Yes, a musician has to practice scales and compositions; and a ballerina has to know the positions, do barre and floor work, etc. BUT they are working at their chosen crafts. School standardized tests are typically only in a few subject areas (math and English reading, possibly a few more at the high school level) AND if kids fail, they might be held back, the school may lose funding, etc. Too much emphasis is put on the testing, not enough on other ways of demonstrating learning in the subject (such as through writing papers or oral evaluation) AND not everyone needs to know everything. Of course I want the bank teller to have the math skills to handle my money properly (although that's more and more computerized), but getting back to the pianist and the ballerina -- I don't go to their performances wondering if they can do long division or speak fluent English, any more than I worry about the teller's ability to dance on pointe! Let's allow kids to study what will help them as individuals who have many different opportunities, not try to make them all the same with the standardized test cookie cutter!

(9) Anonymous, January 27, 2011 6:49 PM


I am a Clinical Psychologist, who knows how these tests are constructed, given, and interpreted and why. The tests are made to assess where a child is developmentally, what are his strengths and weaknesses, and where he falls on some skills in comparison with other children his age and gender ("the norm"). Some parents created a competition. They would rather train the kid to the test instead of learning the reality. As a psychologist, I can deliberate why this happens, but it is not the point. Standardized tests do not teach, they measure. If most kids will do well on them, the norm will change, the test will change. Yes, all kids are different and they grow at different rates. But no one will argue if a child walks first time at the age of 3 years, she is delayed in motor skills development. We need to be able to speak, point, identify colors, shapes, etc by certain age as a part of our intellectual development. How a child gets to that point - is up to parents, schools, educational programs. These can be more or less creative. But tests have nothing to do with it.Professionally and personally, I am against teaching kids within the bounds of the tests. But people will keep doing it, projecting their hopes and ambitions on their kids.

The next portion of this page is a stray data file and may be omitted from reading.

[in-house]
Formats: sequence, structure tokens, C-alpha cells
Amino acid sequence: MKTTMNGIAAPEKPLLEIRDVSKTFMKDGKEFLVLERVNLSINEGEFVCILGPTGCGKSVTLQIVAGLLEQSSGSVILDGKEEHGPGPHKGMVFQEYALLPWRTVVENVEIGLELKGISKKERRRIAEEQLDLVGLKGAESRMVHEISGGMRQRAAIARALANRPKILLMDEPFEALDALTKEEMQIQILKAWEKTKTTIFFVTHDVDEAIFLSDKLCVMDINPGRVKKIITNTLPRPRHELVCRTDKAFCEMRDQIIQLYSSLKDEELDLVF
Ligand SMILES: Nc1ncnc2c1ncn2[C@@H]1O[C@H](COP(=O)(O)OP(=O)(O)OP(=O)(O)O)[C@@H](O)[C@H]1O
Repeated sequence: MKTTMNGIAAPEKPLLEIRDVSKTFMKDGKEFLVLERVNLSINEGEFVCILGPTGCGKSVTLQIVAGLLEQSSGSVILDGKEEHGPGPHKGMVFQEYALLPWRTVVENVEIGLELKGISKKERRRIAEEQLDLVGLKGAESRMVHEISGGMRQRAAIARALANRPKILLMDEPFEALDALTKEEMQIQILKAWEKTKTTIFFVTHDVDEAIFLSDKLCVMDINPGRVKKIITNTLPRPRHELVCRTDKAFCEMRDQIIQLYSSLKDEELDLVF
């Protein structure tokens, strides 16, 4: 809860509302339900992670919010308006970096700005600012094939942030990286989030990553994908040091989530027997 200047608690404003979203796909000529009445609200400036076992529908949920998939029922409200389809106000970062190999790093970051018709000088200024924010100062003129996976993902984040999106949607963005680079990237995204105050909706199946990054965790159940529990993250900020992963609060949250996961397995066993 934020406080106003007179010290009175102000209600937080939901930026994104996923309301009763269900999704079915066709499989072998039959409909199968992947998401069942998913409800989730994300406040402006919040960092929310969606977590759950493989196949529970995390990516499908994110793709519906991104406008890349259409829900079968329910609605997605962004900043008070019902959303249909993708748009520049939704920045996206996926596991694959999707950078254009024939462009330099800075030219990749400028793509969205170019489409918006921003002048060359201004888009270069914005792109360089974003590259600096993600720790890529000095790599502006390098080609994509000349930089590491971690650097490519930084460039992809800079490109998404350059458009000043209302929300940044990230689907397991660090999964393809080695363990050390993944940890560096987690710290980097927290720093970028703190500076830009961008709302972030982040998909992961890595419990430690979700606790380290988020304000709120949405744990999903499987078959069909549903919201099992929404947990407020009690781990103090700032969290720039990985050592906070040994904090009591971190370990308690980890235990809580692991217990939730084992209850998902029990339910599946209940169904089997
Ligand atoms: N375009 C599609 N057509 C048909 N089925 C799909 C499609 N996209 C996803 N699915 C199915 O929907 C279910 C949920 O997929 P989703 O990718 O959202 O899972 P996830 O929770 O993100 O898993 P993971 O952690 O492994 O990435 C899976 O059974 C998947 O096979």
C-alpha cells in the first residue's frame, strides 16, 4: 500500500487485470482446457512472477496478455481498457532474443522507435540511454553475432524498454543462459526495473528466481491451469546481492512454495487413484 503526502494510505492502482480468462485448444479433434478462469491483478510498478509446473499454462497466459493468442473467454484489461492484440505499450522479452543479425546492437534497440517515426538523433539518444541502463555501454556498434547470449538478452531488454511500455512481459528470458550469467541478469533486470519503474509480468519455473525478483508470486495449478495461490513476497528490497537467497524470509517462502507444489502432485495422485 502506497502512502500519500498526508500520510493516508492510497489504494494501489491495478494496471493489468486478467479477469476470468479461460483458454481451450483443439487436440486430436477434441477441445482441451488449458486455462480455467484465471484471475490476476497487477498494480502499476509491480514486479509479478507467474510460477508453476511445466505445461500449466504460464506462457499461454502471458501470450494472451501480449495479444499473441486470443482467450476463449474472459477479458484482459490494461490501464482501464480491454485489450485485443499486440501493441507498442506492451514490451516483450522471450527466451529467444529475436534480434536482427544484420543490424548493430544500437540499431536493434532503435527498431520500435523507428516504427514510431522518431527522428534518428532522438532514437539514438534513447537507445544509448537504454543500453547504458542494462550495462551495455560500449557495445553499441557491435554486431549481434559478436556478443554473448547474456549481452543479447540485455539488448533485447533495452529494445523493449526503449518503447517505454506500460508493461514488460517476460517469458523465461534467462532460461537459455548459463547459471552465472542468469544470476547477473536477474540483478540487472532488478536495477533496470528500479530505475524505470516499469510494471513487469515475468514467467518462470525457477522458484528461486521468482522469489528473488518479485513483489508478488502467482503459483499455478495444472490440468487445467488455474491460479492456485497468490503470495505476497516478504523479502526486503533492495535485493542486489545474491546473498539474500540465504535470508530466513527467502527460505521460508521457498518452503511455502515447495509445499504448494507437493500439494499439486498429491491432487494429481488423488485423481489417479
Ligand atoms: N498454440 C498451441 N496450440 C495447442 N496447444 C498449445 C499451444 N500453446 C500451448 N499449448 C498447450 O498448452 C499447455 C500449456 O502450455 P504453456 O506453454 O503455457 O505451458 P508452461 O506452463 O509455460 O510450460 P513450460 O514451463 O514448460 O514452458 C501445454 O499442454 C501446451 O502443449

(8) Anonymous, January 26, 2011 10:08 PM

Standardized Testing

I have a feeling from your answer that your children do not go to a public school. Your right about the need for a standardized curriculum, but not about the standardized tests. There are many problems with standardized tests in the public schools. First of all, there are too many schools that "teach to the test." This means that the children only learn what will be on the test; if it's not on the test, it is not taught. Another problem is that since standardized tests have become a so-called indicator of how a child, teacher, school and school system is doing, teachers sometimes will change their children's answers on the tests, so that their children will do better on the tests. There is a lot of money involved in a school making AYP (Adequate Yearly Progress) and a class doing well (if some people have their way). There are some people who want to make a teacher's salary based on their children's test scores. Teacher's can be thrown out of a school if their school's scores are poor.

(7) Anonymous, January 26, 2011 7:06 PM

testing to assess skills learned okay, but what next

As a teacher, I believe in assessment, which means testing to make sure skills are learned. However, what do you do with the results? If you use them to reteach those who didn't pick up the skills, great. If you use them to judge the quality of the schools, district , teacher or students, not so great. That is why so many teachers teach to the test and there is no time for creativity or problem solving skills after that. There needs to be a balance and the realization that not all kids will pick up skills or information at the same rate.

(6) Anonymous, January 26, 2011 6:40 AM

You are one smart lady

I love your column and I love how you think. You are so down to earth and give the best advice.